Archive for the ‘Flag Facts’ Category
We headed up our previous NEWS post entitled “A Brief History of Flags” with an image of a red-and-white-striped flag featuring a rattlesnake and the familiar slogan, “Don’t Tread on Me!” While that slogan, and the symbolic use of the rattle snake, may be familiar to some of our regular readers, especially those interested in American flag history, we thought the history behind that particular symbolic representation in a U.S. flag merited a little more explanation. So, once again down the rabbit hole of history …
The first flag to feature the rattlesnake and the famed phrase “Don;’ Tread On Me” is featured at the top of this post. Featuring a coiled rattlesnake and the motto on a field of yellow, this is known as the Gadsden flag. The flag is named for its designer, Charles Gadsden, who was a general and statesman during the American Revolution. While Gadsden conceived his flag in 1775, the first use of the rattlesnake as representative of the early U.S. colonies is generally attributed to writings of Benjamin Franklin appearing in his Pennsylvania Gazette in 1751. During the French and Indian War a few years later, Franklin would create a now-famous woodcut of a rattlesnake cut into eight pieces (representing the eight American colonies at the time) with the phrase, “Join, or Die.” The woodcut was used to produce the first political cartoon published in American newspapers. Over time, use of the rattlesnake as a symbol of the colonies grew in popularity as the cause of the American revolution grew.
The first military appearance of the rattlesnake with the “Don’t Tread On Me” was on the drums of Marines assigned to accompany the first commissioned Navy vessels in the fall of 1775. The drums were painted below. Then Colonel Gadsden served on the Marine Committee at the Second Continental Congress and was charged with supplying the Marines for their naval mission. He gave Commodore Esek Hopkins, the newly-appointed CIC of the Navy, a flag featuring the coiled rattlesnake and the “Don’t Tread On Me Motto” on a field of yellow to serve as the standard of the commander’s flagship. Gadsden would present a copy of the flag to the Congress of South Carolina in Charleston.
Of course the Gadsden flag would eventually be replaced with the Stars and Stripes, but it remains a fashionable and widely-displayed flag today, often denoting an organization’s or individual’s patriotism, concern with civil liberties or displeasure with real or perceived government encroachments.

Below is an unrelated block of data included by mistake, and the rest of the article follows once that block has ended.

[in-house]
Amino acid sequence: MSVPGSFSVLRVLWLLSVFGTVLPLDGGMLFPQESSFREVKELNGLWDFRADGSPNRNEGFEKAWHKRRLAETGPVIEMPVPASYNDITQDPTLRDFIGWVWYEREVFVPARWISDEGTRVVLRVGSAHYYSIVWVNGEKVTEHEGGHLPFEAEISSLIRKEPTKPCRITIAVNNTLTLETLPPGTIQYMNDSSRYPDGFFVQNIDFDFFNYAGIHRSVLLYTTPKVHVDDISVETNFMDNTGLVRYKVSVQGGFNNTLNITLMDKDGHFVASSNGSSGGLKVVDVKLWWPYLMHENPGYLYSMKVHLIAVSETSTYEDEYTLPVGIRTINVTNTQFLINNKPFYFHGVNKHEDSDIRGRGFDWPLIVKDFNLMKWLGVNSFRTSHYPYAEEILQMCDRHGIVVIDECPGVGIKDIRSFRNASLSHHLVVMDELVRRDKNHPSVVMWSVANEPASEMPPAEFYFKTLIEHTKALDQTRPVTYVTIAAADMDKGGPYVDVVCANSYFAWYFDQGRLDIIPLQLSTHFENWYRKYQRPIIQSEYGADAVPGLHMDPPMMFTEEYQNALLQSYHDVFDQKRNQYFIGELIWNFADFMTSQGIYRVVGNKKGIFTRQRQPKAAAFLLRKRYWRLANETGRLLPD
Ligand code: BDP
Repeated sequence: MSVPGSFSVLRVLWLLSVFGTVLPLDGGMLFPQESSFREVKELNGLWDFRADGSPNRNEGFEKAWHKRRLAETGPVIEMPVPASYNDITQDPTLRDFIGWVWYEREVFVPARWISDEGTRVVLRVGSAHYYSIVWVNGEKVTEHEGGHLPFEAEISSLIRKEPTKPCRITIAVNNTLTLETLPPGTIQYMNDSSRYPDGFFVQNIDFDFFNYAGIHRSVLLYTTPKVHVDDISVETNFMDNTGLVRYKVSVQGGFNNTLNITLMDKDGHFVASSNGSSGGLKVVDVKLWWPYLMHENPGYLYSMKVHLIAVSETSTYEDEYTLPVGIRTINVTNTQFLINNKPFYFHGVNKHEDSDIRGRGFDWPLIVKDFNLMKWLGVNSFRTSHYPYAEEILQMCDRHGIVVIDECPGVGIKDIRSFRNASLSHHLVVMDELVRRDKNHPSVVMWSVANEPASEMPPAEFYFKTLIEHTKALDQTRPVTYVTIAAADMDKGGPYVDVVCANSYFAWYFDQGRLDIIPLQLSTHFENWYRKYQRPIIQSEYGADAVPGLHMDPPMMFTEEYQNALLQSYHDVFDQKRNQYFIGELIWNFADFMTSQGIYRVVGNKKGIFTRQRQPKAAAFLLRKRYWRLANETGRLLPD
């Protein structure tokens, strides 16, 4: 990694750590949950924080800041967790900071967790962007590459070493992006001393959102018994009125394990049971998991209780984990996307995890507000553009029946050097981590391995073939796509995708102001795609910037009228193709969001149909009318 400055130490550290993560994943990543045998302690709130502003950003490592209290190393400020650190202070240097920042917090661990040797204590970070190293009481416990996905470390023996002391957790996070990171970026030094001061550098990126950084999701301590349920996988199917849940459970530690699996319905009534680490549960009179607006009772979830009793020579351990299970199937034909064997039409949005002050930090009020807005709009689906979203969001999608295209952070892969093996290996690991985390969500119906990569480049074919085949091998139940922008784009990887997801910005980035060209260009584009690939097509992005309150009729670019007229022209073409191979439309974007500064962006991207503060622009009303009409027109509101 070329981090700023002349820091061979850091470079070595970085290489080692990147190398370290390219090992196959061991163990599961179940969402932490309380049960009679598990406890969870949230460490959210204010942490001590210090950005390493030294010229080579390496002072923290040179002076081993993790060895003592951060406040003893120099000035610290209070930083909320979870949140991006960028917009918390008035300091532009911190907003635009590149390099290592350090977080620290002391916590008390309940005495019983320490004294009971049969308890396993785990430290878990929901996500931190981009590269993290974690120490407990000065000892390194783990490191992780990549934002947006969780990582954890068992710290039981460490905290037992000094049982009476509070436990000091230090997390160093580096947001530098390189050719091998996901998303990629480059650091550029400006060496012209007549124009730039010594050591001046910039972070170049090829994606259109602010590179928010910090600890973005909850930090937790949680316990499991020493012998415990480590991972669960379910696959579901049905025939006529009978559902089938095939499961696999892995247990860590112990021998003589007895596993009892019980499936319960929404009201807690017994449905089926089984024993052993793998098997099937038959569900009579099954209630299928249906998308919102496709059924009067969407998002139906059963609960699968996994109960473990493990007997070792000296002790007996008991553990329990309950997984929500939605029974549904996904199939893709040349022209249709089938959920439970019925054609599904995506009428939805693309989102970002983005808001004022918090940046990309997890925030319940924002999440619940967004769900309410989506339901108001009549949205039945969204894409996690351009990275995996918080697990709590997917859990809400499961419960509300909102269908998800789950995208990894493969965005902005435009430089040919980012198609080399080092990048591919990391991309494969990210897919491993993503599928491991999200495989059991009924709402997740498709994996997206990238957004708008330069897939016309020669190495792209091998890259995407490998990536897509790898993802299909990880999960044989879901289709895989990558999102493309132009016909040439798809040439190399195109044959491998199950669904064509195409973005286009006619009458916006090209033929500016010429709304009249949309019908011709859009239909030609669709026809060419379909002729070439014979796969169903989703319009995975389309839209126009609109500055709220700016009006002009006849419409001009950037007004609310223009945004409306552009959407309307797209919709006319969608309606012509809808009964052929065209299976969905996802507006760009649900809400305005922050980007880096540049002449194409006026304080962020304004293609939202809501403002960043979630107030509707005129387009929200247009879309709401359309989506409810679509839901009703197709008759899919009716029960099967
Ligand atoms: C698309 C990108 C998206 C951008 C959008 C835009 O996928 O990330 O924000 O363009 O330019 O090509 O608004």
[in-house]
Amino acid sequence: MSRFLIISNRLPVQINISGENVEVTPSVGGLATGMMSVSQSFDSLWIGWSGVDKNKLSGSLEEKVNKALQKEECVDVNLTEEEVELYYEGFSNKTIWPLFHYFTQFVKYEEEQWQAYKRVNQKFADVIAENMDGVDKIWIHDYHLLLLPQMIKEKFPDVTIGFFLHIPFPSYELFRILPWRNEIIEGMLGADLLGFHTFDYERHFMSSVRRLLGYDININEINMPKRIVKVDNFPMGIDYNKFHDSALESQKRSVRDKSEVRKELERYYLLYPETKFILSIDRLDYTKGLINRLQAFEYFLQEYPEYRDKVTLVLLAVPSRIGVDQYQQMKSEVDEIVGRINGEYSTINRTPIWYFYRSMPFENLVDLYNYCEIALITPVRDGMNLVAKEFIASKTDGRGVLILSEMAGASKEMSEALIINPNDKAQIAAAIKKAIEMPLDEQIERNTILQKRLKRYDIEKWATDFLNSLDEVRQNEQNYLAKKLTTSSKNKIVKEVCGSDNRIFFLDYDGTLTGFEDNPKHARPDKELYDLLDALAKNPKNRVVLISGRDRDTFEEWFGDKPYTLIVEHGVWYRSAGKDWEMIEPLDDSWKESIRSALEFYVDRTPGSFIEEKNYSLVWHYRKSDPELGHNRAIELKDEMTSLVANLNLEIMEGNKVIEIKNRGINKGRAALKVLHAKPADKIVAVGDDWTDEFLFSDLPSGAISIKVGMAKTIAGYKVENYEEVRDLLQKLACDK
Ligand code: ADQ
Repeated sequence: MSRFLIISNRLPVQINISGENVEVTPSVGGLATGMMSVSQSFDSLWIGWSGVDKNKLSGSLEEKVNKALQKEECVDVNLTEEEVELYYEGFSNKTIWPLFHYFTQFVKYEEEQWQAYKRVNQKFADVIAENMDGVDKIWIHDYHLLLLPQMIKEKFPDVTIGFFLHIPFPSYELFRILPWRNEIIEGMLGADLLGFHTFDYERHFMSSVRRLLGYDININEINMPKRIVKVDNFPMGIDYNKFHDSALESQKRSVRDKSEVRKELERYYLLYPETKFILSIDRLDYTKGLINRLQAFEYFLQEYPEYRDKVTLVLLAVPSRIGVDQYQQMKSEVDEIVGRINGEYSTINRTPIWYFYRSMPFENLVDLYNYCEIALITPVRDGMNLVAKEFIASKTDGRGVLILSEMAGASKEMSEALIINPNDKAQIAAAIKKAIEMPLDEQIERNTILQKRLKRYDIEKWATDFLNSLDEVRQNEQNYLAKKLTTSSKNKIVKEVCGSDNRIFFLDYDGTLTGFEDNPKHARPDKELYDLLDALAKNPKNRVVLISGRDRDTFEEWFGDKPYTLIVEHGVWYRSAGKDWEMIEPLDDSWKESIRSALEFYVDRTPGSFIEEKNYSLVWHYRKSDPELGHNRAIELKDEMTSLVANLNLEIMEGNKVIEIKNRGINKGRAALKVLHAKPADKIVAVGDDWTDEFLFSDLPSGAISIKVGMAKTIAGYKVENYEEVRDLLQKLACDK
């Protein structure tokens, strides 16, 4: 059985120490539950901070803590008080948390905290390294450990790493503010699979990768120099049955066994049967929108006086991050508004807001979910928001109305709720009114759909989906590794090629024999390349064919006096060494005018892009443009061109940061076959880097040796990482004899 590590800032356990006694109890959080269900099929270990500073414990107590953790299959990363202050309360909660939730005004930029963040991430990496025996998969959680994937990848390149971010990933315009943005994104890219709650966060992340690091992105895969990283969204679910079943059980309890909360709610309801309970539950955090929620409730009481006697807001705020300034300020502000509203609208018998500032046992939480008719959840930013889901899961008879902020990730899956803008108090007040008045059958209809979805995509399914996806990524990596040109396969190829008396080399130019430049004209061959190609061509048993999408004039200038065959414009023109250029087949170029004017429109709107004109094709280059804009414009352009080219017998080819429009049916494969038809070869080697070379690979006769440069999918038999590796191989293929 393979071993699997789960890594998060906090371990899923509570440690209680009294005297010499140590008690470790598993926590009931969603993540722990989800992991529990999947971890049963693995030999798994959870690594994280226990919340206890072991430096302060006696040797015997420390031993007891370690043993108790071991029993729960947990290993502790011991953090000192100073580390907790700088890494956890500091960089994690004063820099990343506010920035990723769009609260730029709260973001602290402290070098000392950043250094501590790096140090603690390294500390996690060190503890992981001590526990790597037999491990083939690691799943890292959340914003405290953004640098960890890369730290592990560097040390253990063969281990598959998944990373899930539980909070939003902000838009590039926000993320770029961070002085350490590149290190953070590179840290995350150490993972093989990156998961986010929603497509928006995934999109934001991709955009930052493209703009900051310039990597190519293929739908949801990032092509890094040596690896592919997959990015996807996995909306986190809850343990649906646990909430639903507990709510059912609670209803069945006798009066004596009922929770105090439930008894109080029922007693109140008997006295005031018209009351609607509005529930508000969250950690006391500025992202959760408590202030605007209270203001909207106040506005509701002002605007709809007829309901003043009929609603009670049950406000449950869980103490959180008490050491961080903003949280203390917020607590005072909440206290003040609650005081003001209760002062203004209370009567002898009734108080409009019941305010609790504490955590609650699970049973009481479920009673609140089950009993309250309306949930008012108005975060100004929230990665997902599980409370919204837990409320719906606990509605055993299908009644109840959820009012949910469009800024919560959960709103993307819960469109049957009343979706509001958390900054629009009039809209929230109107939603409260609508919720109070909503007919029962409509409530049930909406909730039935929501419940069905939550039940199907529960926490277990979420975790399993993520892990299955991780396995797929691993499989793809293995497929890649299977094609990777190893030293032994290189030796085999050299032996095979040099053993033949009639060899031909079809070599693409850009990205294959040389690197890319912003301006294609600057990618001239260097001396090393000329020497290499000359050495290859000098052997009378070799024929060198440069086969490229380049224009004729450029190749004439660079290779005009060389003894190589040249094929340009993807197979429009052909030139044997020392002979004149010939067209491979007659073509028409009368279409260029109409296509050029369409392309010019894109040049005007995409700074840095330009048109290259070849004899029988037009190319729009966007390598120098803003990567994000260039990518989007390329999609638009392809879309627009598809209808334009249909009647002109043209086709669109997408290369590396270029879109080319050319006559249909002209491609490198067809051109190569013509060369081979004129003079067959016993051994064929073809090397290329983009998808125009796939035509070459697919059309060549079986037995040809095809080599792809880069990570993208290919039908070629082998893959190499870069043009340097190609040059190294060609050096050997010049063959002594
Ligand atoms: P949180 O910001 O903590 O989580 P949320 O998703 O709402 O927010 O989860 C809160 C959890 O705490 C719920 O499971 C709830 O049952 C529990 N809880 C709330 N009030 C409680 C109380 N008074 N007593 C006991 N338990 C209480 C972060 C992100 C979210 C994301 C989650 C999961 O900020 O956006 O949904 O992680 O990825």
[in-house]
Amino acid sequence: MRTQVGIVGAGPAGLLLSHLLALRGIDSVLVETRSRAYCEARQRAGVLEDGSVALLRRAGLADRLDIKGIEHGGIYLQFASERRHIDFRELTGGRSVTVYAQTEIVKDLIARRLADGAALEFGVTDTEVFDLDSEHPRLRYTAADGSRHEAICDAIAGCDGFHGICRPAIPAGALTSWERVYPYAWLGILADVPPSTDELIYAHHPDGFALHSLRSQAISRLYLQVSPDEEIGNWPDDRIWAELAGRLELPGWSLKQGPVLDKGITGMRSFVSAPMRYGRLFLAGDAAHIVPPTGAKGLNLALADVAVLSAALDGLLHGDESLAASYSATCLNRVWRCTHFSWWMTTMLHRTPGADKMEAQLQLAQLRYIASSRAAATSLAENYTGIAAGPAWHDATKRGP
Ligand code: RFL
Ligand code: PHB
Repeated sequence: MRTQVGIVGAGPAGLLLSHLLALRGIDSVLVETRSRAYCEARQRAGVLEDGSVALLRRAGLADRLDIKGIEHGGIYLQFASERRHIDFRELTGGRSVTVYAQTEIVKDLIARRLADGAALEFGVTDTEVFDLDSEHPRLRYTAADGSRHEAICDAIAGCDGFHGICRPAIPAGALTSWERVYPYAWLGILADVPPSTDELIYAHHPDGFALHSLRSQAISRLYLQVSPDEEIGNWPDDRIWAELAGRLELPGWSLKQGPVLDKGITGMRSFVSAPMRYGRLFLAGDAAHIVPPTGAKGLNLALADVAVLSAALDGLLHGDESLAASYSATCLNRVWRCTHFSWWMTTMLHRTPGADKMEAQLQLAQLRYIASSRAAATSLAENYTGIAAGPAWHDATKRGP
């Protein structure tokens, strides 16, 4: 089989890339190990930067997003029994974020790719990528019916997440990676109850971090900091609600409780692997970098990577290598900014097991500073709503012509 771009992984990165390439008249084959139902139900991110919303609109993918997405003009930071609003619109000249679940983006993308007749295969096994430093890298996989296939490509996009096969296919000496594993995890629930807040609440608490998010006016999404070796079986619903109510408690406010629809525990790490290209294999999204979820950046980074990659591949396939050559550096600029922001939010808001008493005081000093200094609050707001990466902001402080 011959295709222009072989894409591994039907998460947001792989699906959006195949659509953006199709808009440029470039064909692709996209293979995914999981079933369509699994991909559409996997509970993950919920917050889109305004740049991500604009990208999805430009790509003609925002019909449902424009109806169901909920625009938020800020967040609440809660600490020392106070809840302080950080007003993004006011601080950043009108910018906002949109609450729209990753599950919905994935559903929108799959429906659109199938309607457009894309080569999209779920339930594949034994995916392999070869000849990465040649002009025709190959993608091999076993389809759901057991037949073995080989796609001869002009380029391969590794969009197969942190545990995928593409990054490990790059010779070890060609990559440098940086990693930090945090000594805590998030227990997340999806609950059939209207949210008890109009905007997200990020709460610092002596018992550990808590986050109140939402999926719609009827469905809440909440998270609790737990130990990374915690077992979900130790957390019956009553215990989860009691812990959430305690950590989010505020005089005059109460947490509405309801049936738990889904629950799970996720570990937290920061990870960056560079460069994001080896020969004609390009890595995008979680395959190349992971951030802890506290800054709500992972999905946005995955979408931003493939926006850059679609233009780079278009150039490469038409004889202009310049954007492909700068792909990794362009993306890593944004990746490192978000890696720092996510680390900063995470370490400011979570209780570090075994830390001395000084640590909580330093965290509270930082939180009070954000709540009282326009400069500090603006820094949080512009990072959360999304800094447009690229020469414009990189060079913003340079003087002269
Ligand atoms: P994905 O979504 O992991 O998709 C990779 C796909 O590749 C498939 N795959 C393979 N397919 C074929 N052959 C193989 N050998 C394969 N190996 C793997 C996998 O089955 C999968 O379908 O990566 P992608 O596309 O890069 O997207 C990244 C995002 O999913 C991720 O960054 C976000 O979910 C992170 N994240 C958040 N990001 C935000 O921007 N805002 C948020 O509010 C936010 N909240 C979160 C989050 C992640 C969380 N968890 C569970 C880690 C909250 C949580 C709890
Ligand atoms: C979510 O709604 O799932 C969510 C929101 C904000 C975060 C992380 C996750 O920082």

Flags, in one form or another, have been in use for more than 4000 years. The earliest flags, or standards, typically consisted of metal or wooden poles topped with carvings such as an eagle or twin lions.
The use of fabric as part of a flag did not become popular until about 2000 years ago as additional ornamentation on the standard. The Vexillum was a flag-like standard born by the ancient Roman Army. Vexillum means “little sail” which is what the standards resembled, with the fabric draped from a horizontal crossbar at the top of the staff, in much the same way that the sails of Roman vessels were attached to their masts.
By medieval times, flags we would recognize today, with the hoist attached to the vertical staff or pole, came into dominant use. (Though even today, we still see the ancient standard construction employed in religious processions and by fraternal and cultural organizations.) Then, as now, flags served two primary purposes, as a symbol or for sending a signal. Symbolically, flags employed particular interplays of color and graphic or heraldic elements to represent a people, tribe, clan, military division, ruler or monarch. With the widespread use of full body armor in the late middle ages, flags were a vital tool for helping knights and soldiers identify friend from foe on the battlefield.
Ships began flying fabric flags to signify their nation of origin in the 1600s. This practice would eventually become codified into law, and it these flags – made of cloth with stitched adornments – that are the true precursors of the national flags with which we are so familiar today. And, while today we expect every country and state to have a representative flag, it wasn’t until the 1800s that this practice became truly widespread.
Today, it would be unheard of for a nation to forgo creating a flag to symbolize the country and its people. The United States established its official flag on June 14, 1777 via the Flag Act passed by the Continental Congress: “Resolved, That the flag of the United States be made of thirteen stripes, alternate red and white; that the union be thirteen stars, white in a blue field, representing a new Constellation.” Currently, the American flag the flag consists of thirteen horizontal stripes, seven red alternating with 6 white, representing the original 13 colonies. The 50 white stars on a field of blue symbolize the 50 states of the Union. While there’s some debate, it is commonly noted that the colors of the flag are symbolic as well. Red symbolizes hardiness and valor, white for purity, and blue represents vigilance, perseverance, and justice.